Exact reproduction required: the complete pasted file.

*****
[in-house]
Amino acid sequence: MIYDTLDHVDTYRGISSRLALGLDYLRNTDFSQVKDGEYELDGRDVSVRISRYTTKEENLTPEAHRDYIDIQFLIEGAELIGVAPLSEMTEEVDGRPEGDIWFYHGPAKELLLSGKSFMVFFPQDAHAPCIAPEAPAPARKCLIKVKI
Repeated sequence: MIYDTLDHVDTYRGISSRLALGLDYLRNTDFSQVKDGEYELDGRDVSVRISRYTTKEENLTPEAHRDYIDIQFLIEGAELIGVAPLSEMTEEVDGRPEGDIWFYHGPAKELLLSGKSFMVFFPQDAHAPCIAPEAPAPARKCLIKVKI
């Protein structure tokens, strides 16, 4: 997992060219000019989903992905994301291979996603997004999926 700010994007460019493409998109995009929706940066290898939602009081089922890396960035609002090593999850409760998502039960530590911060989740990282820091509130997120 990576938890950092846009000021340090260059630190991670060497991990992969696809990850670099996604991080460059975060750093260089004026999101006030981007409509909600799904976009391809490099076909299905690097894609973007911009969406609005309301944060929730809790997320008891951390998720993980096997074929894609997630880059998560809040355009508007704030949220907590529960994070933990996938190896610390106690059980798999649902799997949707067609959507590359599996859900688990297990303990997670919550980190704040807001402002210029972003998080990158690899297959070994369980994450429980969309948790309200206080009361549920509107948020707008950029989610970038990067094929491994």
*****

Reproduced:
[in-house]
Amino acid sequence: MIYDTLDHVDTYRGISSRLALGLDYLRNTDFSQVKDGEYELDGRDVSVRISRYTTKEENLTPEAHRDYIDIQFLIEGAELIGVAPLSEMTEEVDGRPEGDIWFYHGPAKELLLSGKSFMVFFPQDAHAPCIAPEAPAPARKCLIKVKI
Repeated sequence: MIYDTLDHVDTYRGISSRLALGLDYLRNTDFSQVKDGEYELDGRDVSVRISRYTTKEENLTPEAHRDYIDIQFLIEGAELIGVAPLSEMTEEVDGRPEGDIWFYHGPAKELLLSGKSFMVFFPQDAHAPCIAPEAPAPARKCLIKVKI
């Protein structure tokens, strides 16, 4: 997992060219000019989903992905994301291979996603997004999926 700010994007460019493409998109995009929706940066290898939602009081089922890396960035609002090593999850409760998502039960530590911060989740990282820091509130997120 990576938890950092846009000021340090260059630190991670060497991990992969696809990850670099996604991080460059975060750093260089004026999101006030981007409509909600799904976009391809490099076909299905690097894609973007911009969406609005309301944060929730809790997320008891951390998720993980096997074929894609997630880059998560809040355009508007704030949220907590529960994070933990996938190896610390106690059980798999649902799997949707067609959507590359599996859900688990297990303990997670919550980190704040807001402002210029972003998080990158690899297959070994369980994450429980969309948790309200206080009361549920509107948020707008950029989610970038990067094929491994």